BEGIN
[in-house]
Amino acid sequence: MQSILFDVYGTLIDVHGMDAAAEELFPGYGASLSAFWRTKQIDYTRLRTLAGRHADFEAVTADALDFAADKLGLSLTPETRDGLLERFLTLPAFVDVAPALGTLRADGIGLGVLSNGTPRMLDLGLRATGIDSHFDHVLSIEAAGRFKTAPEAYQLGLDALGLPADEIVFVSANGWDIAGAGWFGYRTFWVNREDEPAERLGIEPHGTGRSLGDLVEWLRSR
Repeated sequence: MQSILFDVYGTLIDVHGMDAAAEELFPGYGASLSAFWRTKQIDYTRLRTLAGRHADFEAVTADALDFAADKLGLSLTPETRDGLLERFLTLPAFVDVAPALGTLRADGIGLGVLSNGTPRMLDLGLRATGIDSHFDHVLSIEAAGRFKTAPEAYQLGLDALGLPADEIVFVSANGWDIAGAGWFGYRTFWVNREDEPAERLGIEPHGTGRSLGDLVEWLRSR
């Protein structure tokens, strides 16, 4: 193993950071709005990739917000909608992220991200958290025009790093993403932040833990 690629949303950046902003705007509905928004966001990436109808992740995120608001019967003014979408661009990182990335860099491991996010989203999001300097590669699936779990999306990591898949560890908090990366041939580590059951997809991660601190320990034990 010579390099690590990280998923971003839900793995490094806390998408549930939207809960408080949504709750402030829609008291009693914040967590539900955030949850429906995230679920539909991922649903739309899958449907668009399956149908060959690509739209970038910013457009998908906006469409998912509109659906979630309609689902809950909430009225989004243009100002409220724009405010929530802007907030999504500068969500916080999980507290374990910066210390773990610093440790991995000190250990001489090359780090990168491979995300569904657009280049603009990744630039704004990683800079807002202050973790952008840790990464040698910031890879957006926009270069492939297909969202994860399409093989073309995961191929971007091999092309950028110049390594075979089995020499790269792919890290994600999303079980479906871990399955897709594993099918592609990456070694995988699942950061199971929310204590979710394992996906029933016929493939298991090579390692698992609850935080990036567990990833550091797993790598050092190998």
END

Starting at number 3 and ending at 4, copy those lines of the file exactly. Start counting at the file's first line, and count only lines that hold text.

Repeated sequence: MQSILFDVYGTLIDVHGMDAAAEELFPGYGASLSAFWRTKQIDYTRLRTLAGRHADFEAVTADALDFAADKLGLSLTPETRDGLLERFLTLPAFVDVAPALGTLRADGIGLGVLSNGTPRMLDLGLRATGIDSHFDHVLSIEAAGRFKTAPEAYQLGLDALGLPADEIVFVSANGWDIAGAGWFGYRTFWVNREDEPAERLGIEPHGTGRSLGDLVEWLRSR
């Protein structure tokens, strides 16, 4: 193993950071709005990739917000909608992220991200958290025009790093993403932040833990 690629949303950046902003705007509905928004966001990436109808992740995120608001019967003014979408661009990182990335860099491991996010989203999001300097590669699936779990999306990591898949560890908090990366041939580590059951997809991660601190320990034990 010579390099690590990280998923971003839900793995490094806390998408549930939207809960408080949504709750402030829609008291009693914040967590539900955030949850429906995230679920539909991922649903739309899958449907668009399956149908060959690509739209970038910013457009998908906006469409998912509109659906979630309609689902809950909430009225989004243009100002409220724009405010929530802007907030999504500068969500916080999980507290374990910066210390773990610093440790991995000190250990001489090359780090990168491979995300569904657009280049603009990744630039704004990683800079807002202050973790952008840790990464040698910031890879957006926009270069492939297909969202994860399409093989073309995961191929971007091999092309950028110049390594075979089995020499790269792919890290994600999303079980479906871990399955897709594993099918592609990456070694995988699942950061199971929310204590979710394992996906029933016929493939298991090579390692698992609850935080990036567990990833550091797993790598050092190998």